Vorlesung: Gromov-Witten Theory, Wintersemester 2022-23

Lecture summaries / reading suggestions / exercises (updated every week)


  • To make up for the two weeks that were lost to Covid, there will be occasional extra lectures on Wednesdays 15:15-16:45 in 1.114, starting in the week of 06.12.2022. See the announcements on the moodle for details.
  • 01.11.2022 The time and place of the Wednesday lectures has now been changed permamently to 13:15-14:45 in room 1.114.
  • 24.10.2022 The lecture on Wednesday 26.10.2022 will take place at an exceptional time and place: 13:15-14:45 in Room 1.114.
  • 18.10.2022 The conclusion of this morning's discussion was that there should be no scheduling changes for this course.
  • 17.10.2022: The course will be taught in hybrid format, with in-person lectures and problem sessions broadcast live in a Zoom meeting and recorded. This should make it unnecessary to attend the class in person if you have any symptoms that could indicate a Covid infection, and I ask that you not do so (even if you have a negative self-test). The links for the Zoom meeting and video repository can be found on the moodle (see link and enrolment key below).
  • 29.09.2022: The problem class (Übung, newly scheduled for Tuesdays at 9:15) will not meet in the first week of the semester, and it might also be scheduled for a new time starting from the second week. This will be discussed in the first lecture.

General information

Instructor: Prof. Chris Wendl (for contact information and office hours see my homepage)

The enrolment key is: enumerate
Important: You must join the moodle for the course in order to receive occasional time-sensitive announcements, e.g. if a lecture has been cancelled or rescheduled. HU students can access moodle using their HU username and password. Non-HU users can access it by following the above link and then setting up a HU Moodle Account with their external e-mail address as a username. You will need to enter the enrolment key printed above.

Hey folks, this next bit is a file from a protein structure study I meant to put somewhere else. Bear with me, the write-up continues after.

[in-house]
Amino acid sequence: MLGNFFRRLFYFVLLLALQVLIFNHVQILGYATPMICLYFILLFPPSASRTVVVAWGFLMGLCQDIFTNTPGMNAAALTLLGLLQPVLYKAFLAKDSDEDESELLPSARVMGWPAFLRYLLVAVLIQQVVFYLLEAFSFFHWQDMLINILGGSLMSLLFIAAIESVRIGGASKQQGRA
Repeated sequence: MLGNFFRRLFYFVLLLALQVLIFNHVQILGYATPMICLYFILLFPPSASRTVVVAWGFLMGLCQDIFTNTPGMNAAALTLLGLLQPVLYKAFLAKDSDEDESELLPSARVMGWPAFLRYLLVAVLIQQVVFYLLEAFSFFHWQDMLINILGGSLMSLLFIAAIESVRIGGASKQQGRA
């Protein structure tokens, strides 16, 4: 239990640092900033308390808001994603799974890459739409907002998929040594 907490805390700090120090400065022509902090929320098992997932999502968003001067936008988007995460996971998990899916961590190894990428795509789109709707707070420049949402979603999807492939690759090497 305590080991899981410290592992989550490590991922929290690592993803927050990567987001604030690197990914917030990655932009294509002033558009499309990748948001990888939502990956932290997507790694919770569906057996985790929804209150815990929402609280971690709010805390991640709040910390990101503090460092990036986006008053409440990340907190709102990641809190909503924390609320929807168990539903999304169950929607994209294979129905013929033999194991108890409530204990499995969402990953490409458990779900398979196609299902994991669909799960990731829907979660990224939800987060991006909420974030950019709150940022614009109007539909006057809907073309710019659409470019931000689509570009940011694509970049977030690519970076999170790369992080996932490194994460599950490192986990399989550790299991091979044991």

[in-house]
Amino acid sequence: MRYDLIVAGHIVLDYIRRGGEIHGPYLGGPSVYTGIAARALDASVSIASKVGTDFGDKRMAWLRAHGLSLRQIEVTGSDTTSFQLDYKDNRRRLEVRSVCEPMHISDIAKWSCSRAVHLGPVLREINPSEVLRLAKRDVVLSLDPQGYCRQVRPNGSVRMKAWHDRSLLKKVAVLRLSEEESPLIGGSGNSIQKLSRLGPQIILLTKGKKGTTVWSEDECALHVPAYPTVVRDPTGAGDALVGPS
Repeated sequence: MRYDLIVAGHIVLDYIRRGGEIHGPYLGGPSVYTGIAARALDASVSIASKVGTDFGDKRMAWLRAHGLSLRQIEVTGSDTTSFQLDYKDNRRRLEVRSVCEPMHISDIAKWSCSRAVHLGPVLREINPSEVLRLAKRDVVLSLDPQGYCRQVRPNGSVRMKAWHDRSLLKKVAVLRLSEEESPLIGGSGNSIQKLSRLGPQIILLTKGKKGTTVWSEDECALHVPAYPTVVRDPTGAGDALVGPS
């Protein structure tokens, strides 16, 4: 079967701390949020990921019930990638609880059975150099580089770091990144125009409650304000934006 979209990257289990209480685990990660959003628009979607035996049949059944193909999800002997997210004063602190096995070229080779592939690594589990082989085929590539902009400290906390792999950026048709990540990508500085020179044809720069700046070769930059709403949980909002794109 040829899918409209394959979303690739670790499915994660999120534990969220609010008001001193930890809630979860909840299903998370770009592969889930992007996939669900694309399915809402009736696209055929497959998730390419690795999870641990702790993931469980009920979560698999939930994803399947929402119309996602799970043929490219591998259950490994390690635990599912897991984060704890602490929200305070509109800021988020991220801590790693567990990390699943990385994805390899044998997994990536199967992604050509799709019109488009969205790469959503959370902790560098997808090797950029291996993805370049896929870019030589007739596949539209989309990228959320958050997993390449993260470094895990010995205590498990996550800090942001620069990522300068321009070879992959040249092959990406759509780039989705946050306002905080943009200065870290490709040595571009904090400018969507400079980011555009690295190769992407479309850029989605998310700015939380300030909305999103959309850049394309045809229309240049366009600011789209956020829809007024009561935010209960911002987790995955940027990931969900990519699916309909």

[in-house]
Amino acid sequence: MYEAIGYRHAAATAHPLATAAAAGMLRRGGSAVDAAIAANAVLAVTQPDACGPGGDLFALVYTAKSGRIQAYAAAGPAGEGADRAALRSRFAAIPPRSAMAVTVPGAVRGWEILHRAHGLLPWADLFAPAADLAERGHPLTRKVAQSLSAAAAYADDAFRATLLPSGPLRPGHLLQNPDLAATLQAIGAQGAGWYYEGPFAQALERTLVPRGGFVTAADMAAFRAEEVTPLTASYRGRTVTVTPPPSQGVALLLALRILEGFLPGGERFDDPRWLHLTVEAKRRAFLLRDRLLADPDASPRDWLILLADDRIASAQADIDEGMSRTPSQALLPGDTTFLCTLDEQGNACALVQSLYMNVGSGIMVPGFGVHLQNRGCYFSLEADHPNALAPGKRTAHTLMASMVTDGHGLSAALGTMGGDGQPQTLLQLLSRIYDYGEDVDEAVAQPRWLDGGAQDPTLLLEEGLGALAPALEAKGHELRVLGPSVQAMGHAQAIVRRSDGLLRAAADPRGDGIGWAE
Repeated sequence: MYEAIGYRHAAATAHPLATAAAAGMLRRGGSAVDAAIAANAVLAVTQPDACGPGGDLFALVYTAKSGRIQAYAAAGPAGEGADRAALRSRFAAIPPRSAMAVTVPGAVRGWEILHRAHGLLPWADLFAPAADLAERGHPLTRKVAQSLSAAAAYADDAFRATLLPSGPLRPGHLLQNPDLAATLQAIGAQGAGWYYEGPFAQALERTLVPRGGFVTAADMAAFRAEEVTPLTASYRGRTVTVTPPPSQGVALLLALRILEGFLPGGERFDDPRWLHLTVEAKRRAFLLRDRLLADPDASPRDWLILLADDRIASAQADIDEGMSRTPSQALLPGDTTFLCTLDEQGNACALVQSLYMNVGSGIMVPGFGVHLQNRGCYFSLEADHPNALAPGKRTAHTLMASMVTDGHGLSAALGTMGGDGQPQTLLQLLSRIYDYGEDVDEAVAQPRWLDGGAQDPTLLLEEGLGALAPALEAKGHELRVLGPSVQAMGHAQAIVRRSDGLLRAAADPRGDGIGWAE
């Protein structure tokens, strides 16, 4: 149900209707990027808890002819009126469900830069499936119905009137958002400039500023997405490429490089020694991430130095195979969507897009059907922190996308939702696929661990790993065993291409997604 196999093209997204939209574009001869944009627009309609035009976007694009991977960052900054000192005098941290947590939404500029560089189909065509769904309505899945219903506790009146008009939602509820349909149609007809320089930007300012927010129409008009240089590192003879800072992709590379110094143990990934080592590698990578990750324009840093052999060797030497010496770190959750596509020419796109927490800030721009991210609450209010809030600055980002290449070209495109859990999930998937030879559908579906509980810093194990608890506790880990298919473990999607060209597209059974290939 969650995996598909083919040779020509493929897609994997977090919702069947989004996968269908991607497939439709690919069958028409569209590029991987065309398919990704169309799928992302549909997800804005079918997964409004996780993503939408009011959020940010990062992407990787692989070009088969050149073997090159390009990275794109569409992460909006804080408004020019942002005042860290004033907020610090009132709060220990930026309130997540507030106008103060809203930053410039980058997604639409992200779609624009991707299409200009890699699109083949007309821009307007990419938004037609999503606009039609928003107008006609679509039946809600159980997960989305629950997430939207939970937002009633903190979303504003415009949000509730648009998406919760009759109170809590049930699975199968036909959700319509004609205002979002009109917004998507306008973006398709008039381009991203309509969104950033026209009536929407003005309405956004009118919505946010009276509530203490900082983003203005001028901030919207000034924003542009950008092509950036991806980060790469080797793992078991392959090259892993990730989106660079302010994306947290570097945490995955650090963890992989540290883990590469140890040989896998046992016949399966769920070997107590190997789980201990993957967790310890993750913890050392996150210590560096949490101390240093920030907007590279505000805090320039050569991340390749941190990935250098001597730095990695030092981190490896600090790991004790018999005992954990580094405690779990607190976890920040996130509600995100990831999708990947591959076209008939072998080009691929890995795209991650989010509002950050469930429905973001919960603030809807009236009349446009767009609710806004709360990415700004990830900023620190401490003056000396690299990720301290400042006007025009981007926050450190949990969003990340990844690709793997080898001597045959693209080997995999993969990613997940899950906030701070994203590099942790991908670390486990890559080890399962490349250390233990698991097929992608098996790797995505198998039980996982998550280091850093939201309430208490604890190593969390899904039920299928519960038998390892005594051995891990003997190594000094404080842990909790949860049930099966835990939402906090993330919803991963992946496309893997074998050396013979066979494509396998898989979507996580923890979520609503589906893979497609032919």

Time and place:
Lectures on Tuesdays 11:15-12:45 in room 1.012 and Wednesdays 13:15-14:45 in room 1.114 (RUD25)
Problem Class (Übung) Tuesdays 9:15-10:45 in room 1.012 (RUD25).

The course will be taught in English.


I will assume that all students are comfortable with the essentials of differential geometry (smooth manifolds, vector fields and Lie bracket, differential forms and Stokes' theorem, de Rham cohomology, connections on vector bundles), as well as some algebraic topology (fundamental group, singular homology and cohomology) and functional analysis (continuous linear operators on Banach spaces, the standard Lp-spaces). Some previous knowledge of additional topics from topology (homological intersection theory, the first Chern class) and functional analysis or PDE theory (Fourier transforms, distributions, Sobolev spaces) will sometimes be helpful, though the relevant results can be taken as black boxes when necessary. For students who have not seen any symplectic geometry before, I will give a concise overview of the subject in the first one or two problem classes.

Gromov-Witten theory lies in the intersection of three subbranches of mathematics: symplectic geometry, algebraic geometry, and mathematical physics. This course will focus mainly on the symplectic perspective, but it may also be of interest to students and researchers from the other two subjects.